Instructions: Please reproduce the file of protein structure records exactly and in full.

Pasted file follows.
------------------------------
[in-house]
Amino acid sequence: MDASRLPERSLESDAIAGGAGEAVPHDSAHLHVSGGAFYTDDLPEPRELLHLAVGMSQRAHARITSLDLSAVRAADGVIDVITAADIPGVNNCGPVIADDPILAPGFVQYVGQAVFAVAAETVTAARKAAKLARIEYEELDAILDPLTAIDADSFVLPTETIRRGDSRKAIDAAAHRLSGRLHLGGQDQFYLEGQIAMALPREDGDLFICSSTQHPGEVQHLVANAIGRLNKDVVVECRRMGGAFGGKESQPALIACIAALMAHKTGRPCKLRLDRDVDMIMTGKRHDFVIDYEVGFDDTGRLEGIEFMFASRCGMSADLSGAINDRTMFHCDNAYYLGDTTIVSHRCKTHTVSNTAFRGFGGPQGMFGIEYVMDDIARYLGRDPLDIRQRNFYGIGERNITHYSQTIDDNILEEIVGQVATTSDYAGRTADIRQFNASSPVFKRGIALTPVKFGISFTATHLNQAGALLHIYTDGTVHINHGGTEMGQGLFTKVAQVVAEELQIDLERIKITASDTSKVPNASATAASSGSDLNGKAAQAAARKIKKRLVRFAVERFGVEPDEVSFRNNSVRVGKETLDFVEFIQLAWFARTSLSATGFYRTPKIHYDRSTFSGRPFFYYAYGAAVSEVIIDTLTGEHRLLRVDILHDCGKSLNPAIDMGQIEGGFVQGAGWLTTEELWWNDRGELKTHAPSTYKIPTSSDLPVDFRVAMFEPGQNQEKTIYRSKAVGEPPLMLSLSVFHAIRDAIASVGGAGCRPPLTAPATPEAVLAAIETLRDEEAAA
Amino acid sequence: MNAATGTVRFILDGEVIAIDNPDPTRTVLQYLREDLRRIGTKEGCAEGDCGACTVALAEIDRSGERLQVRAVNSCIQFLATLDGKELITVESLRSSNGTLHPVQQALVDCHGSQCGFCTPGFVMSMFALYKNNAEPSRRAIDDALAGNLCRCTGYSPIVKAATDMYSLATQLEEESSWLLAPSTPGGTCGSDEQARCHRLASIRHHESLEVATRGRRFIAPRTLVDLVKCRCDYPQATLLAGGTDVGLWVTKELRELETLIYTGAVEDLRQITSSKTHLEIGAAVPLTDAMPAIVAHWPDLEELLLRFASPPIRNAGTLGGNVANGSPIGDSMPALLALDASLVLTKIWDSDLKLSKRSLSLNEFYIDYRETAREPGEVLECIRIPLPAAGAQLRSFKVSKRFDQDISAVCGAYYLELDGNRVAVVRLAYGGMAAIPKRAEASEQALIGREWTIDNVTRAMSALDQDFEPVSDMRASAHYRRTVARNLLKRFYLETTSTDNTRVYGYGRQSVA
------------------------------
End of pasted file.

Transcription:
[in-house]
Amino acid sequence: MDASRLPERSLESDAIAGGAGEAVPHDSAHLHVSGGAFYTDDLPEPRELLHLAVGMSQRAHARITSLDLSAVRAADGVIDVITAADIPGVNNCGPVIADDPILAPGFVQYVGQAVFAVAAETVTAARKAAKLARIEYEELDAILDPLTAIDADSFVLPTETIRRGDSRKAIDAAAHRLSGRLHLGGQDQFYLEGQIAMALPREDGDLFICSSTQHPGEVQHLVANAIGRLNKDVVVECRRMGGAFGGKESQPALIACIAALMAHKTGRPCKLRLDRDVDMIMTGKRHDFVIDYEVGFDDTGRLEGIEFMFASRCGMSADLSGAINDRTMFHCDNAYYLGDTTIVSHRCKTHTVSNTAFRGFGGPQGMFGIEYVMDDIARYLGRDPLDIRQRNFYGIGERNITHYSQTIDDNILEEIVGQVATTSDYAGRTADIRQFNASSPVFKRGIALTPVKFGISFTATHLNQAGALLHIYTDGTVHINHGGTEMGQGLFTKVAQVVAEELQIDLERIKITASDTSKVPNASATAASSGSDLNGKAAQAAARKIKKRLVRFAVERFGVEPDEVSFRNNSVRVGKETLDFVEFIQLAWFARTSLSATGFYRTPKIHYDRSTFSGRPFFYYAYGAAVSEVIIDTLTGEHRLLRVDILHDCGKSLNPAIDMGQIEGGFVQGAGWLTTEELWWNDRGELKTHAPSTYKIPTSSDLPVDFRVAMFEPGQNQEKTIYRSKAVGEPPLMLSLSVFHAIRDAIASVGGAGCRPPLTAPATPEAVLAAIETLRDEEAAA
Amino acid sequence: MNAATGTVRFILDGEVIAIDNPDPTRTVLQYLREDLRRIGTKEGCAEGDCGACTVALAEIDRSGERLQVRAVNSCIQFLATLDGKELITVESLRSSNGTLHPVQQALVDCHGSQCGFCTPGFVMSMFALYKNNAEPSRRAIDDALAGNLCRCTGYSPIVKAATDMYSLATQLEEESSWLLAPSTPGGTCGSDEQARCHRLASIRHHESLEVATRGRRFIAPRTLVDLVKCRCDYPQATLLAGGTDVGLWVTKELRELETLIYTGAVEDLRQITSSKTHLEIGAAVPLTDAMPAIVAHWPDLEELLLRFASPPIRNAGTLGGNVANGSPIGDSMPALLALDASLVLTKIWDSDLKLSKRSLSLNEFYIDYRETAREPGEVLECIRIPLPAAGAQLRSFKVSKRFDQDISAVCGAYYLELDGNRVAVVRLAYGGMAAIPKRAEASEQALIGREWTIDNVTRAMSALDQDFEPVSDMRASAHYRRTVARNLLKRFYLETTSTDNTRVYGYGRQSVA